Saturday, October 15, 2016

30 Days of Nightmares #15: CELL (2016)



The Story: A mysterious electromagnetic pulse turns everyone using a cell phone into a rage zombie.  John Cusack and Samuel L. Jackson, the dynamic duo who struck gold with Stephen King’s 1408, lead the resistance in King’s version of THE WALKING DEAD.

Expectations: I recognize that I bring a lot of baggage to Stephen King adaptations.  I’ve read all of his books and seen every film adaptation (excepting the countless Dollar Babies).   I know a lot of people say that, but I mean it… I even wrote a book about it.   So I bring some heavily-research preconceptions to the table, and I have some very strong beliefs about what makes King work on the page and on the screen.

I also have strong opinions about Cell, King’s 2005 novel that marked (for some readers) the author’s long-awaited return to the horror genre.  I don’t mind that King dipped into the most overexposed subgenre in horror today, or that he changed the rules of George Romero's mythology.  After all, Cell isn’t really a zombie story.  I like the way King created his own mythology by offering a pseudo-scientific explanation for the “phone crazies.” 

Basically, one character speculates that the “pulse” erased all the “software” from human brains, wiping them clean the way a giant magnet would erase a computer hard drive.  Another character extends this explanation, by suggesting that humans have some kind of primitive operating system that cannot be wiped, a core of “madness.”  But that’s not the final word on the subject matter, because Stephen King is essentially a humanist.  The author goes on to illustrate that the phone crazies are not just evolutionary throwbacks.  They are also a single evolved consciousness, psychics tapping into a “hive mind.”  Or, to put it in New Age terms…. enlightened?   Which begs the question: Should they be destroyed?  Are human beings really superior?  It’s these compelling ideas—and the way the novel’s protagonist Clay Riddell engages with them over time—that make Cell a worthwhile addition to King’s library.

But, as many Stephen King film adaptations have demonstrated, it is not easy to translate the author's characters and ideas to the screen.  Even King himself, in the role of screenwriter, doesn't do it very well.  (If I weren’t already rambling at absurd length, I’d make my argument that King might actually be one of the worst adapters of his novels…. But that's another rant for another time.)

CELL hit theaters earlier this year.  Presumably it wasn't a cheap movie to make.  It has to big-name stars, plus Stephen King's byline.  But it made less than a million at the box office--which means that almost nobody saw it.  Among those who did, nobody liked it.   If I weren’t such a completist when it comes to Stephen King, I probably wouldn’t have bothered.  But here we are.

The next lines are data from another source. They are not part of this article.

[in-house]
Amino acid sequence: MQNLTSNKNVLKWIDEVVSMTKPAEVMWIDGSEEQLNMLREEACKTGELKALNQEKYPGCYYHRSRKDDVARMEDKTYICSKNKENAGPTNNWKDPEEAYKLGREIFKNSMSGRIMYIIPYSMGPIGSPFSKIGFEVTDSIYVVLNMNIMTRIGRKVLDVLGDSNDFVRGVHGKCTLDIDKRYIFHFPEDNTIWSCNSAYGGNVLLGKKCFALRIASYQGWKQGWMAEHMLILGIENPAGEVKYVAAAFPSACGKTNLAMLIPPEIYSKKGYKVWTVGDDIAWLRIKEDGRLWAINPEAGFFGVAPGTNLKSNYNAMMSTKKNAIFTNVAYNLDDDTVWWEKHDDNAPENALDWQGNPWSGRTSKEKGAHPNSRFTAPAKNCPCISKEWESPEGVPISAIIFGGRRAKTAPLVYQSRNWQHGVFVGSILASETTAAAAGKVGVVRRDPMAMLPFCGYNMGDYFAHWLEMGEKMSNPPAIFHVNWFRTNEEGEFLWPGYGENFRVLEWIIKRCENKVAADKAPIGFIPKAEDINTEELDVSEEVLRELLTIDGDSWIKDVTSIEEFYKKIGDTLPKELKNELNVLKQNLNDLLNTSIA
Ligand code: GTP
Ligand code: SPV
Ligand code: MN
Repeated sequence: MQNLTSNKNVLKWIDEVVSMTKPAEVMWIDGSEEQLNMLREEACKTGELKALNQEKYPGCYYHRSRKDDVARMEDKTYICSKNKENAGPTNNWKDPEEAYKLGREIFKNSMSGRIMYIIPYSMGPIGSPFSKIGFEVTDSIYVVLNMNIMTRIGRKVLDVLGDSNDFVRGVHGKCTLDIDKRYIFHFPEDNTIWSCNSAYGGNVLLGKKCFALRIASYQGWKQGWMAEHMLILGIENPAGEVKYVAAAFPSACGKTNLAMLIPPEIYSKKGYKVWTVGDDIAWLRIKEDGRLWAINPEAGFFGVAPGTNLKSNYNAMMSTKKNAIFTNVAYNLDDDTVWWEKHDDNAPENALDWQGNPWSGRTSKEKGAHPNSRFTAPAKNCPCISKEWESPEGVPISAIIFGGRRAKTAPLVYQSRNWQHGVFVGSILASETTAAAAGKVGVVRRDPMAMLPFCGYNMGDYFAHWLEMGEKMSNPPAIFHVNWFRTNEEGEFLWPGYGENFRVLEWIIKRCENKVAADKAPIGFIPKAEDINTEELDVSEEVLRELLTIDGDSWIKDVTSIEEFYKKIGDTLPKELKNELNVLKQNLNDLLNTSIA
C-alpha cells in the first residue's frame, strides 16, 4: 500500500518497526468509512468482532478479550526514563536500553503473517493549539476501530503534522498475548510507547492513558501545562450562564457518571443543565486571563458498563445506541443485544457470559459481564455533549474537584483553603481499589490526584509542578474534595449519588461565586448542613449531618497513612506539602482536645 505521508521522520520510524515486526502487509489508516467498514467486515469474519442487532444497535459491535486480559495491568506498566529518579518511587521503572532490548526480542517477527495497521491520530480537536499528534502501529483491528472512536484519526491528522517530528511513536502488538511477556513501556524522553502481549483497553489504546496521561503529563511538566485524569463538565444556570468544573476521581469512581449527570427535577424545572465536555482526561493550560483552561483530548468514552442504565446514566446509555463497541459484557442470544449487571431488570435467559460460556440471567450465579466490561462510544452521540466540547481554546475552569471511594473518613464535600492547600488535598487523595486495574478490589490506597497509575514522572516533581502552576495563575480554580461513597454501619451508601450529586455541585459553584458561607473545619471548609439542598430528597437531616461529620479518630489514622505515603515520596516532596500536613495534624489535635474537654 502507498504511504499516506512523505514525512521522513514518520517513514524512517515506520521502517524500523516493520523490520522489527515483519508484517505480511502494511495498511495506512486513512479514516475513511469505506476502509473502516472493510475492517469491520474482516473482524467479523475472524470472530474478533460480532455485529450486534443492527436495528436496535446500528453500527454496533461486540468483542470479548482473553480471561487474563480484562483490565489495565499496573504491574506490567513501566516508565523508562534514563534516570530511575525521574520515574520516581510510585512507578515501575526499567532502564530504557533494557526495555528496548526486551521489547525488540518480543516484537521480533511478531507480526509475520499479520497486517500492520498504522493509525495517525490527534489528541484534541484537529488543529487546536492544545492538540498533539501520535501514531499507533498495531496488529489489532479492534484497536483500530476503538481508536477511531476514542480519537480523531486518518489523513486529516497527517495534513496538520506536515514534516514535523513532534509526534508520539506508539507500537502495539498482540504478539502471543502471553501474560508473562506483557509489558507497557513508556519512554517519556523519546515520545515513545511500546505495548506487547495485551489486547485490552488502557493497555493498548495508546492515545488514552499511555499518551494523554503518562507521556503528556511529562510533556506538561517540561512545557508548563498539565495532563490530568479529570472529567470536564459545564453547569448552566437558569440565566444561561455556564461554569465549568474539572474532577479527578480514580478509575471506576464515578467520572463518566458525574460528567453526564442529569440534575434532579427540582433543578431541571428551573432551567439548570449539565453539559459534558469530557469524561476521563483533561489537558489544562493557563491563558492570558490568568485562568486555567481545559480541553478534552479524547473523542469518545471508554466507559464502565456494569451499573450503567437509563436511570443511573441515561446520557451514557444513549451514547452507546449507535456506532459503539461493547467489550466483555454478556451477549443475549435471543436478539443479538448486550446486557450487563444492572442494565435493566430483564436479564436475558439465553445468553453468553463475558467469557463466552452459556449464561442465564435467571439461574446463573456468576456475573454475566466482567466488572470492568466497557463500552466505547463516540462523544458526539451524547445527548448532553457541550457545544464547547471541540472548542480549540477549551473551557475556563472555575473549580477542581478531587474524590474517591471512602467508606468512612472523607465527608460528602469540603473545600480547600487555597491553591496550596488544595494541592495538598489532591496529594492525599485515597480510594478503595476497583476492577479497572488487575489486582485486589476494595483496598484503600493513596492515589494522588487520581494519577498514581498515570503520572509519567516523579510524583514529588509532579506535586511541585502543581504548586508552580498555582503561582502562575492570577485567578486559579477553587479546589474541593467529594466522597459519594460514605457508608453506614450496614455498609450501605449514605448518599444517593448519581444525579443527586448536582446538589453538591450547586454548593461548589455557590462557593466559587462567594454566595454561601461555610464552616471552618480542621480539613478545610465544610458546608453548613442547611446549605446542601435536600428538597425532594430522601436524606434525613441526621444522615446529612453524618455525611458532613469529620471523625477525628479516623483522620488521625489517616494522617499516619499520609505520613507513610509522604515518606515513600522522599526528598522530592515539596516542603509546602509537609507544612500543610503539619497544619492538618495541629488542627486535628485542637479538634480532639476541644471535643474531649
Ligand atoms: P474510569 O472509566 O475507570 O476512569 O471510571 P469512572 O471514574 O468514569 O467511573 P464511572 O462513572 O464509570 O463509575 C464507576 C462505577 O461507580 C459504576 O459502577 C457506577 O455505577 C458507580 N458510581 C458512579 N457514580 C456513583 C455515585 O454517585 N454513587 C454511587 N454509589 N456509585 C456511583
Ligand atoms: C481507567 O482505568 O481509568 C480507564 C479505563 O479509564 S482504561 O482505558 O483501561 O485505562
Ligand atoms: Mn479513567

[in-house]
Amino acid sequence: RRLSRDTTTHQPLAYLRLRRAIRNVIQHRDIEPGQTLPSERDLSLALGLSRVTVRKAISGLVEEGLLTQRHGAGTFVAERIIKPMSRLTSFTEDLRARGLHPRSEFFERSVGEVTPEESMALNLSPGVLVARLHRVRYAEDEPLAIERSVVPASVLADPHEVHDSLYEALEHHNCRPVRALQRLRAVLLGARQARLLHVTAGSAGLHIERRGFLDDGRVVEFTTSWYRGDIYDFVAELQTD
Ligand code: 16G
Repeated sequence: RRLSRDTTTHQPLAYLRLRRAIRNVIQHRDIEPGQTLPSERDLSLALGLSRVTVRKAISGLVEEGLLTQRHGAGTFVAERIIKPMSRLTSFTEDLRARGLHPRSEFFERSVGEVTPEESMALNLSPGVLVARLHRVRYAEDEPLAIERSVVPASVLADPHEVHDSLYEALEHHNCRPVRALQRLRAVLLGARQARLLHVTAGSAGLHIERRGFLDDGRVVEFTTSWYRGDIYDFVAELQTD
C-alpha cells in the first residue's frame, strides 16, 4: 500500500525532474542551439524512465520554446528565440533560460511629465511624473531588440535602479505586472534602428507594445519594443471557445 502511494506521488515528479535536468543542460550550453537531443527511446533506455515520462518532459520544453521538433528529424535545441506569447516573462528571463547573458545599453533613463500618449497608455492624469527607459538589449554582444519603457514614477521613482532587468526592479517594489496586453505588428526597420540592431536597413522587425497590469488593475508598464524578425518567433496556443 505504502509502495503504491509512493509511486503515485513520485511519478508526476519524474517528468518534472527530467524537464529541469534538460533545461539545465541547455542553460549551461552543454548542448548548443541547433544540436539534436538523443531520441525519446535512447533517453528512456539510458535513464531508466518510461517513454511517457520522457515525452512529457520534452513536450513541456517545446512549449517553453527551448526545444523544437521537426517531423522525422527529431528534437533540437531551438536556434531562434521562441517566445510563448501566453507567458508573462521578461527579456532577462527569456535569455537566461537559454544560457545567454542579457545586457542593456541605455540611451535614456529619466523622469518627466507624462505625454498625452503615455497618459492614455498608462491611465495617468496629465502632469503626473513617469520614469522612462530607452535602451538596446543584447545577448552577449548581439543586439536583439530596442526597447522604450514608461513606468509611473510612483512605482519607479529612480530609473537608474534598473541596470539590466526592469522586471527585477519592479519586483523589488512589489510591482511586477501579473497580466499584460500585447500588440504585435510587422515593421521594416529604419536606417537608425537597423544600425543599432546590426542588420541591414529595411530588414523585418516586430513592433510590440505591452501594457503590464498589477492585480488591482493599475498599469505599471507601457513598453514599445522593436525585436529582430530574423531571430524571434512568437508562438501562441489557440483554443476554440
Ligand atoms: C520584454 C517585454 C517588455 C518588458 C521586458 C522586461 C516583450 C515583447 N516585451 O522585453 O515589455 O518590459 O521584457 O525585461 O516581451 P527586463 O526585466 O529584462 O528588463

Reaction: CELL ranks up there with the worst of the big-budget Stephen King film adaptations.  It’s not as outright ridiculous as DREAMCATCHER… but it’s so conventional and soulless that it might actually be less fun to watch than DREAMCATCHER.  I hate to say that, because I really hated DREAMCATCHER.

CELL starts off desperately trying to be Zack Snyder’s DAWN OF THE DEAD remake, but the spastic cinematography and editing are a poor substitute for suspense and believable human interaction.   Before you can blink, we’re two seasons into THE WALKING DEAD, and minor characters (here one minute, gone the next) are waxing philosophical about the nature of the beasts.  The musings that King earned as novelist with several hundred pages of characterization play like dry farts in the film.  Then it’s back to tiresomely conventional storytelling, as John Cusack risks his life to maybe rescue his son from the zombie horde.  It’s hard to care one way or the other.  He just looks so bored.  And what the hell is with the beanie he wears through the whole movie?  (When you're paying attention to stupid details like that, you know you're watching a bad movie...)

I don’t know, maybe I just shouldn’t be watch zombie movies anymore.  Almost certainly, I shouldn't be watching every Stephen King film adaptation that gets made.  But still.  This was depressing.

Most Nightmare-Worthy Moment: The one scene that had some genuine emotional resonance for me was the last stand of Isabelle Fuhrman’s character.  It was so effective that, for a few minutes, I felt like I was watching a different movie.  If only.

3 comments:

  1. Have to confess this was on my maybe list primarily because of the cast but now...

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    1. I hate to say it, because I really wanted to like this one.... but I'd stay away if I were you. Cusack and Jackson are sleepwalking.

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    2. And apparently they hated each other on set! Oh!

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